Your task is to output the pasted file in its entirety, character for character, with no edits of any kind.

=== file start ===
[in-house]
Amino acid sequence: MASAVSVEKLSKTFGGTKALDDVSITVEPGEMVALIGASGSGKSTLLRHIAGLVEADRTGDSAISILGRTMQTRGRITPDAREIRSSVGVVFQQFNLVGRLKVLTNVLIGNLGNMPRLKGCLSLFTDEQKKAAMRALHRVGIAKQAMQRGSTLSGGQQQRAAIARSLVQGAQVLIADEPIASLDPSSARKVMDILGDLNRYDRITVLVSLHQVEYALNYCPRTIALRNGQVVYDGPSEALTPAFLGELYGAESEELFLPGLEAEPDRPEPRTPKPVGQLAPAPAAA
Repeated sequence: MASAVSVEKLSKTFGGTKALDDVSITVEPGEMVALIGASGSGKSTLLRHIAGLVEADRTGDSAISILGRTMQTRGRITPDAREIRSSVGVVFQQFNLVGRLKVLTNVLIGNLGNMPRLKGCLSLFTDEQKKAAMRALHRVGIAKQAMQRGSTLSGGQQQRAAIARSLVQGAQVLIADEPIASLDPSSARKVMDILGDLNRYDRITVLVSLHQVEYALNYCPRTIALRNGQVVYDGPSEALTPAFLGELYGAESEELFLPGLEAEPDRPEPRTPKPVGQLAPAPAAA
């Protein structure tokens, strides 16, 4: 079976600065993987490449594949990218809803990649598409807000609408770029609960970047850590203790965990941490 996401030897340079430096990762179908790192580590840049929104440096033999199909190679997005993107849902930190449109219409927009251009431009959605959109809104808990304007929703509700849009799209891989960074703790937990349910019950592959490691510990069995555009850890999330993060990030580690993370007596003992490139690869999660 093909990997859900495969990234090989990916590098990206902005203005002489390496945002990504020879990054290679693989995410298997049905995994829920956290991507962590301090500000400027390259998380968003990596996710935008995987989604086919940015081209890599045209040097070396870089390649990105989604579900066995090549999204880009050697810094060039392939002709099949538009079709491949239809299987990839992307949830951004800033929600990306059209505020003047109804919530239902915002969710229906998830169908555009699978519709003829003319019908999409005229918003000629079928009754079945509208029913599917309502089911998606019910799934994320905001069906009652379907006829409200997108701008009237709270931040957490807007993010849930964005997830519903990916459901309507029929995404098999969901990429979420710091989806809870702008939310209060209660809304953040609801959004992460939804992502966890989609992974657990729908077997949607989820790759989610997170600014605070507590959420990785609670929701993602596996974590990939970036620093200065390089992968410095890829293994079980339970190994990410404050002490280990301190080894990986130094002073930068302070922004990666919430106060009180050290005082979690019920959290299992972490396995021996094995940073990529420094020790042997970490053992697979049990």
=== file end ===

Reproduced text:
[in-house]
Amino acid sequence: MASAVSVEKLSKTFGGTKALDDVSITVEPGEMVALIGASGSGKSTLLRHIAGLVEADRTGDSAISILGRTMQTRGRITPDAREIRSSVGVVFQQFNLVGRLKVLTNVLIGNLGNMPRLKGCLSLFTDEQKKAAMRALHRVGIAKQAMQRGSTLSGGQQQRAAIARSLVQGAQVLIADEPIASLDPSSARKVMDILGDLNRYDRITVLVSLHQVEYALNYCPRTIALRNGQVVYDGPSEALTPAFLGELYGAESEELFLPGLEAEPDRPEPRTPKPVGQLAPAPAAA
Repeated sequence: MASAVSVEKLSKTFGGTKALDDVSITVEPGEMVALIGASGSGKSTLLRHIAGLVEADRTGDSAISILGRTMQTRGRITPDAREIRSSVGVVFQQFNLVGRLKVLTNVLIGNLGNMPRLKGCLSLFTDEQKKAAMRALHRVGIAKQAMQRGSTLSGGQQQRAAIARSLVQGAQVLIADEPIASLDPSSARKVMDILGDLNRYDRITVLVSLHQVEYALNYCPRTIALRNGQVVYDGPSEALTPAFLGELYGAESEELFLPGLEAEPDRPEPRTPKPVGQLAPAPAAA
């Protein structure tokens, strides 16, 4: 079976600065993987490449594949990218809803990649598409807000609408770029609960970047850590203790965990941490 996401030897340079430096990762179908790192580590840049929104440096033999199909190679997005993107849902930190449109219409927009251009431009959605959109809104808990304007929703509700849009799209891989960074703790937990349910019950592959490691510990069995555009850890999330993060990030580690993370007596003992490139690869999660 093909990997859900495969990234090989990916590098990206902005203005002489390496945002990504020879990054290679693989995410298997049905995994829920956290991507962590301090500000400027390259998380968003990596996710935008995987989604086919940015081209890599045209040097070396870089390649990105989604579900066995090549999204880009050697810094060039392939002709099949538009079709491949239809299987990839992307949830951004800033929600990306059209505020003047109804919530239902915002969710229906998830169908555009699978519709003829003319019908999409005229918003000629079928009754079945509208029913599917309502089911998606019910799934994320905001069906009652379907006829409200997108701008009237709270931040957490807007993010849930964005997830519903990916459901309507029929995404098999969901990429979420710091989806809870702008939310209060209660809304953040609801959004992460939804992502966890989609992974657990729908077997949607989820790759989610997170600014605070507590959420990785609670929701993602596996974590990939970036620093200065390089992968410095890829293994079980339970190994990410404050002490280990301190080894990986130094002073930068302070922004990666919430106060009180050290005082979690019920959290299992972490396995021996094995940073990529420094020790042997970490053992697979049990």